3. If you are consuming cream it could be from 407/carrageenan. Turned out for me was a reaction to that. Although you posted a year ago I put this out there because it took me years to figure it out. All it felt like was that something was stuck in my throat as well, became worse after eating. Took a week staying away from 407 for the feeling to completely disappear.

  5. Great reading! I’m experiencing a really bad diarrhoea which is making me considering going back to my keto diet of 2 % carbs, 18% protein and 80% fat. My macros on carnivore are approximately 27% protein and the rest is fat. Is the fat percentage still too high? Strange if it is considering the previous fat intake on keto. I’ve been trying carnivore for nearly a week and I don’t want to quit, but my gut issues are affecting everything at this point. No gym, no social activities, no grocery shopping even.

    1. My guess would be that it is the rendered fat that is giving you issues. I would be sure to drain off the cooked fat, and I wouldn’t add fat to anything, just stick with the meat. If you are still having any issues than I’d recommend checking out the 30-day guide to going full carnivore. There are some supplements that can help with the digestion in the early going. The other thing it could be is that you are coming from a high fiber diet which absorbed all the water – that is typically the job of the colon which gets “lazy” after awhile of non-use, so it may just take a bit for it to get onboarded to doing its job again.

  6. I’ve lived by the principle of eating protein in a timely manner after workouts. Does carnivore affect this? Would it be optimal for me to eat immediately after my workout, or is it okay to wait a few hours?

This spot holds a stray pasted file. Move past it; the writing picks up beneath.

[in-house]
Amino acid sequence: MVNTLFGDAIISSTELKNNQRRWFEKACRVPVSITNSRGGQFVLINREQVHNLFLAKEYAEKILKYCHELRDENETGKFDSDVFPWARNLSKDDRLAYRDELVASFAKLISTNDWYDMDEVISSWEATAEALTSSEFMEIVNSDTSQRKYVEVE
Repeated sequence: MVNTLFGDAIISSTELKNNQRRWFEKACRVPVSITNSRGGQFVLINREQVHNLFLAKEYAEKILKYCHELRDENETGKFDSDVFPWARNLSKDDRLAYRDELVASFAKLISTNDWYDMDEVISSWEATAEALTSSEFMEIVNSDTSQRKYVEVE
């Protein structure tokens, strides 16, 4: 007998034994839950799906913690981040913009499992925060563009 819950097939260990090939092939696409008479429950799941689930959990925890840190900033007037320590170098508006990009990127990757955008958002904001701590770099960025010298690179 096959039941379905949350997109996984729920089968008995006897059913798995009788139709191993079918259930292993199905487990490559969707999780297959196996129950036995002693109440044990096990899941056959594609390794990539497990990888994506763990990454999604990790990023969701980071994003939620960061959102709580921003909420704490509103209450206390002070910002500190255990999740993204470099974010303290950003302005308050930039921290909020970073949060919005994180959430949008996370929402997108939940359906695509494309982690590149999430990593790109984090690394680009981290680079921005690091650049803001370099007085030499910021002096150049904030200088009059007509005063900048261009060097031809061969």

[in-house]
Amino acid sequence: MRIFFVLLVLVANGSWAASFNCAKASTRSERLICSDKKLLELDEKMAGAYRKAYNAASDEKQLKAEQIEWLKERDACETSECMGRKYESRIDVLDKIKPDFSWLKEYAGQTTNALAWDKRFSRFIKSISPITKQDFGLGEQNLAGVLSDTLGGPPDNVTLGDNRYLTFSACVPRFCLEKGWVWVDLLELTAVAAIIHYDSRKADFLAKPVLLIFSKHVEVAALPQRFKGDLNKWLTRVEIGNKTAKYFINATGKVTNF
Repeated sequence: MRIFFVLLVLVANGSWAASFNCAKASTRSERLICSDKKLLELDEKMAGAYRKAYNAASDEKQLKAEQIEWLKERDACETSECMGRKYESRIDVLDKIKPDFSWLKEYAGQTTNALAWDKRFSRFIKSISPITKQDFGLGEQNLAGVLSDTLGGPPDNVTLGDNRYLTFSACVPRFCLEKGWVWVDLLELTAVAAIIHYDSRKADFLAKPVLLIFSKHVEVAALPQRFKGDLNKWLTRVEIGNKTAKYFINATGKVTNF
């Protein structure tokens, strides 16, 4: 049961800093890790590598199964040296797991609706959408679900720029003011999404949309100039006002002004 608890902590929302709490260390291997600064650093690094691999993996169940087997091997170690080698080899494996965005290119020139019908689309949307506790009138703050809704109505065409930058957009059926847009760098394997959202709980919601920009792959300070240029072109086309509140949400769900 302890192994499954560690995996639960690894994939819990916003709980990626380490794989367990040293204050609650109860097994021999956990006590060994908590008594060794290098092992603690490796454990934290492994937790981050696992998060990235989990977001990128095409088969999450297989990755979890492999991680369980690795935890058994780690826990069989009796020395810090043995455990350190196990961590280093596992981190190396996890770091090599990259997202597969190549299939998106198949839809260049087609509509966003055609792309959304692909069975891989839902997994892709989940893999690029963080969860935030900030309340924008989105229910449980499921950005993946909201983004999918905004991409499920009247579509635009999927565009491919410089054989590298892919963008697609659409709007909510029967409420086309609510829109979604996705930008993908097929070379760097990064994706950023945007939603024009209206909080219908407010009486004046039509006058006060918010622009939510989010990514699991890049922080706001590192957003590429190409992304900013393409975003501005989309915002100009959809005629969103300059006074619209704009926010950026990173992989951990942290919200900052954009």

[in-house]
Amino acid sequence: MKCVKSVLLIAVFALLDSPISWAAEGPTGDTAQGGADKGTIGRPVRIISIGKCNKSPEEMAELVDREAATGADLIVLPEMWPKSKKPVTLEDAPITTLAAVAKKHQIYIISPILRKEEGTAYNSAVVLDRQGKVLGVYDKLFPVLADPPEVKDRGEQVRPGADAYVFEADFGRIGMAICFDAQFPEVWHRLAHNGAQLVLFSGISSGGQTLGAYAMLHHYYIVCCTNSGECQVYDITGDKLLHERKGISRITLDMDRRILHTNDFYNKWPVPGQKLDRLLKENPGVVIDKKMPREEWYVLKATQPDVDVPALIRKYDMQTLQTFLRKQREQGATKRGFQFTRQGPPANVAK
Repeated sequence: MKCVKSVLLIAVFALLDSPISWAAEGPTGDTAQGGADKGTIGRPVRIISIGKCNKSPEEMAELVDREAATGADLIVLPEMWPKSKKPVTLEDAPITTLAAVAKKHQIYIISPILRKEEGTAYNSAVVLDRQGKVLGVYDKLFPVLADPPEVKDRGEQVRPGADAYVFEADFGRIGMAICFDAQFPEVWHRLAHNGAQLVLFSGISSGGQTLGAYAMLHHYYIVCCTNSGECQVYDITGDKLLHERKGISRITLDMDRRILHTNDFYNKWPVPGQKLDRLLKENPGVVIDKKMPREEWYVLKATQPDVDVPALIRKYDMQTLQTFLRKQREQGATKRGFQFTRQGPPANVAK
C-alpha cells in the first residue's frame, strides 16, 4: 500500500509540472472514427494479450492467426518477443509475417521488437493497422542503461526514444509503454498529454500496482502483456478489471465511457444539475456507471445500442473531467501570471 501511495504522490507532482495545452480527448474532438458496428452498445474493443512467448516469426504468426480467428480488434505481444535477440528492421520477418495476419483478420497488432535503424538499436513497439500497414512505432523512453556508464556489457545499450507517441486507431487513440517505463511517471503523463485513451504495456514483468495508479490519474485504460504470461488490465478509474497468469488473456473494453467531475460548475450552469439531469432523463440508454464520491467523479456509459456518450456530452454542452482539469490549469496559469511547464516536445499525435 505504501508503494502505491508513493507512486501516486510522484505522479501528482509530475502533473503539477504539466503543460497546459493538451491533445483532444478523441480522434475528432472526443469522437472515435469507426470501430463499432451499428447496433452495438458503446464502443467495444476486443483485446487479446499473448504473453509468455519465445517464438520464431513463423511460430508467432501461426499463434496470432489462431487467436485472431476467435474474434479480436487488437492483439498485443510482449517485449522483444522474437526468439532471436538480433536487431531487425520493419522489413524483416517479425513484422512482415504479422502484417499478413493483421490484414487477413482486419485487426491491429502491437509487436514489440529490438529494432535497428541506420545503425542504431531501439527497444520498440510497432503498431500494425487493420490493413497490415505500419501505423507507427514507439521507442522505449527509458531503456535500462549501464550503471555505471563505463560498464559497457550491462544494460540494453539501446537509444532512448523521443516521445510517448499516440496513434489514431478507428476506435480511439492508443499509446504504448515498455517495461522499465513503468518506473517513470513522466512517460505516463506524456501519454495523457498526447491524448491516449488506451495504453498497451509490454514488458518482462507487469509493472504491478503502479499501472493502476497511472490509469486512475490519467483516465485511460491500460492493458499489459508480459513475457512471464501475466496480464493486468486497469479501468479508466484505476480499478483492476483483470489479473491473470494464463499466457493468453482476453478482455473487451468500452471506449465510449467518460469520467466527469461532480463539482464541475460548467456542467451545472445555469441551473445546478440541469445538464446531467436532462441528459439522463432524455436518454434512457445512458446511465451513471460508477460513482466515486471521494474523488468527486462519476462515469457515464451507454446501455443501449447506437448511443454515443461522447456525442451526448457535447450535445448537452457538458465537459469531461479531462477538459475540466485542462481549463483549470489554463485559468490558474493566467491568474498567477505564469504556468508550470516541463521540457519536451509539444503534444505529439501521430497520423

1. The “anabolic window” has been shown to be a much bigger window than most thought. It’s perfectly fine to wait a few hours after workouts before eating (there is evidence that waiting at least 30 minutes after a workout is optimal from a digestive stand point).

  7. What digestive enzymes did you take when starting? It looked like there should be a link or picture above? But didn’t see one. Thanks for the great resource!

    1. You are right – I need to fix that!

      Have you downloaded the 30-Day Guide to Going Full Carnivore (you can grab it at the bottom of this page)? There are links to it in there. In the meantime, I’ll get these links working on the page 🙂

  8. Ive been doing this for 4 days now.

    High fat ground beef and bacon has given me epic non stop diahrea.

    Aside from the above i have been surviving on an assortment of steaks and tuna.

    Im not sure about eating organ meat because ive never eaten it before.

    If i cut out the rendered fats and continue without organ meat, would you say id be ok?

  9. A couple years ago I had a stool sample test show I have ascaris; roundworms. My understanding is these parasites live in the small intestine. Since I learned of this problem I’ve tried numerous remedies, both herbal and pharmaceutical, but nothing has worked to kill the worms. Is there a chance the carnivore diet might be able to help force this parasite out of my intestinal tract?

    1. Unfortunately I’m just not that familiar with ascaris, and so don’t feel qualified to answer. But if nothing has worked, I feel it may be worth a try.

  10. I’ve been taking only meat/ghee//butter/eggs/cheese for ten days now and although i’ve adapted fairly well otherwise, my hemorrhoids flared up today. Its not too serious but should I be worried? Ive pooped only thrice in the last ten days.

    1. It’s not uncommon for previous issues to flare up before resolving. Personally, I wouldn’t worry about it too much. 3 bowel movements in 10 days is completely normal (your body absorbs meat very efficiently). It may be worth going without dairy for a bit to see if that improves things.

  11. I’m on day 13 of carnivore. The last two days I have transitioned to OMAD not because I wanted to per se but because I was only hungry once during the day. I have been trying keto for two years and just couldn’t make it stick but carnivore is a breeze! BUT the loose stool is beyond. Good news it’s only once or twice a day. I don’t really feel like it horrible diarrhea if that makes sense cause it isn’t often but it’s unpleaseant!! I’m guessing it is the fat from what I’ve read and researched (though I was mostly HFLC before). I ordered lipase today from your above recommendations. Other than this I feel better than I have ever felt. How long should I give the lipase? Will the adaptation be complete at that point? Thanks!!!